With integral body/chassis construction open bodies are difficult to stiffen adequately and with a true space frame the doors present difficulties, overcome by gull-wing doors in the Mercedes-Benz 300SL, the practicability of which was made clear by our Continental Correspondent last month in his article on a drive in one of these cars to the Arctic Circle. We are obviously becoming confirmed closed-car users but, sports two-seaters apart, British convertibles number those of Alvis TC 21/100, Aston Martin DB2/4, Bentley, Bristol 405, Daimler Conquest, Ford Zephyr, Hillman Minx, Jaguar XK 140, Jensen Interceptor, Lagonda, Morgan, and Morris Minor in contrast to which Triumph offer a hard-top version of the in-any-case closeable TR2. Convertible bodies amongst Continental cars on the British market, as I write, are available on Delage D6, D.K.W., Mercedes-Benz 300S, Panhard Junior Sprint, Porsche, Renault 750 and VW. But as our Porsche-minded Continental Correspondent says, “Why get cold and wet when you can go faster under a lid,” and both Stirling Moss and Mike Hawthorn have renounced open cars away from the circuits.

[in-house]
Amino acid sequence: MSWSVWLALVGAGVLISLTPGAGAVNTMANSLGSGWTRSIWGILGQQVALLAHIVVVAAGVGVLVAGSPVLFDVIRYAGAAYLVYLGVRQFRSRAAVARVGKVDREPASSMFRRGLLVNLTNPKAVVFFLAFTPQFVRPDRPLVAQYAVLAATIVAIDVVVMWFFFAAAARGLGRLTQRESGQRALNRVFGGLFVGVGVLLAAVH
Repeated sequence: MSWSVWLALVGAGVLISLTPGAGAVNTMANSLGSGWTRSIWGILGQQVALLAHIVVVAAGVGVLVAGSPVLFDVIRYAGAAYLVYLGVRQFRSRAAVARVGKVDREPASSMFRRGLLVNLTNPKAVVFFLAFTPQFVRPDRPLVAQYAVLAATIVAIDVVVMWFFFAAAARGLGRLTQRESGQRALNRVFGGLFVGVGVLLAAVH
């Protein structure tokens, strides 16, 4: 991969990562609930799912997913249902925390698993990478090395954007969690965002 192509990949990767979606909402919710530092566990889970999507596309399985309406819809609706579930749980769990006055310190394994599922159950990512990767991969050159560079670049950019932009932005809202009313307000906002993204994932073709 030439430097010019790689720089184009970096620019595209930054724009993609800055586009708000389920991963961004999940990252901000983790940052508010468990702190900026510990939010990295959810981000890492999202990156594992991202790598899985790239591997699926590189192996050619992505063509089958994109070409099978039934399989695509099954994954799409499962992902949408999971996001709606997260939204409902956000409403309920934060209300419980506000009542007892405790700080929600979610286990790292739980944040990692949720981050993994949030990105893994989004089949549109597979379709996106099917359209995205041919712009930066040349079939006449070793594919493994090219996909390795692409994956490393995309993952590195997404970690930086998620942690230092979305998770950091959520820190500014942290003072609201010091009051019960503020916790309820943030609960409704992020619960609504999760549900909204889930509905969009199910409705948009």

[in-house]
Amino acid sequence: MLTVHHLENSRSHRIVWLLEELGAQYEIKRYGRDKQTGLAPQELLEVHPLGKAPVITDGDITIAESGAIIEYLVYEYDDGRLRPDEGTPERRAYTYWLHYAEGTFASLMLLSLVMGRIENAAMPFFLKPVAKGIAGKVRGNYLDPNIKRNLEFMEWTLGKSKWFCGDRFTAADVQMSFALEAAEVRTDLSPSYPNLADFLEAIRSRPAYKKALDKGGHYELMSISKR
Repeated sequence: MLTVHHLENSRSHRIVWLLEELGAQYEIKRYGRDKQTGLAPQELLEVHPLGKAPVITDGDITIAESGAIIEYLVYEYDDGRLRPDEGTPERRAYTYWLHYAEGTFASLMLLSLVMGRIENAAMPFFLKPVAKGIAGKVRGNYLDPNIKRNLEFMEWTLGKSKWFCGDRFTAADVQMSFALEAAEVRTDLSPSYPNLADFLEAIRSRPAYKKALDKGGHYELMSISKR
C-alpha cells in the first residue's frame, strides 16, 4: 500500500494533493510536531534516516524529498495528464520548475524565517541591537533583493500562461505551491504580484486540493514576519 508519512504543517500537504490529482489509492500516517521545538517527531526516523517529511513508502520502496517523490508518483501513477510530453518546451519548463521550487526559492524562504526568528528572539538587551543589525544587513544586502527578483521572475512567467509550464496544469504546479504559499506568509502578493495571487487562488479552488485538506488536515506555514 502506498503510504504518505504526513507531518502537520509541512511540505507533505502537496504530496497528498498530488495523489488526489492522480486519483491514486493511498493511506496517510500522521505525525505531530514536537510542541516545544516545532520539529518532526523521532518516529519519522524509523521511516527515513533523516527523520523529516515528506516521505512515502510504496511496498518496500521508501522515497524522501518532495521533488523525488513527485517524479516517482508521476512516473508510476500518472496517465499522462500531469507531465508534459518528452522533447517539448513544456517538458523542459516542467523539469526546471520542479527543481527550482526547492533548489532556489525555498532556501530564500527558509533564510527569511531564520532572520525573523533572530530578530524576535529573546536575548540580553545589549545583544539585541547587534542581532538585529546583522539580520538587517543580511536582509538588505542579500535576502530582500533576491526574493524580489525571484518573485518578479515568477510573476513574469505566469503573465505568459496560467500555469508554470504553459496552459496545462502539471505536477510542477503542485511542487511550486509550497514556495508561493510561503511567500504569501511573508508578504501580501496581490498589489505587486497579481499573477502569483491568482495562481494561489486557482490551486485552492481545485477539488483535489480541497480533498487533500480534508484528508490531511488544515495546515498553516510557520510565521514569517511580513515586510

My own feeling is that not only are large engines unnecessary in modern cars (the petrol companies continue to render them a luxury) but that modern traffic conditions call for very small overall dimensions. For two people the Porsche is about what I have in mind, and for a family car I crave nothing larger than a VW. Such small cars need not look odd if they are decently proportioned, although I must confess that this art is something of a mystery to me — why does a big-boned, bowler-hatted businessman seen broadside on in a Ford Anglia look slightly comic but becomes just a big man in a small car in, say, a Standard Ten? If there is any immediate goal to which I would like to see designers apply themselves it is to greater reliability. One component frequently in disgrace is the car clock, my own Moto Meter clock on the VW used to tick away the remaining minutes of my life in a startingly audible manner, but soon it did so only intermittently or not at all. Many other car clocks are equally temperamental, so that it is a brilliant, idea on the part of Timex to introduce a tiny key-ring car clock to supplement the dashboard one, that is, if their new shock-resistant miniature proves to be reliable.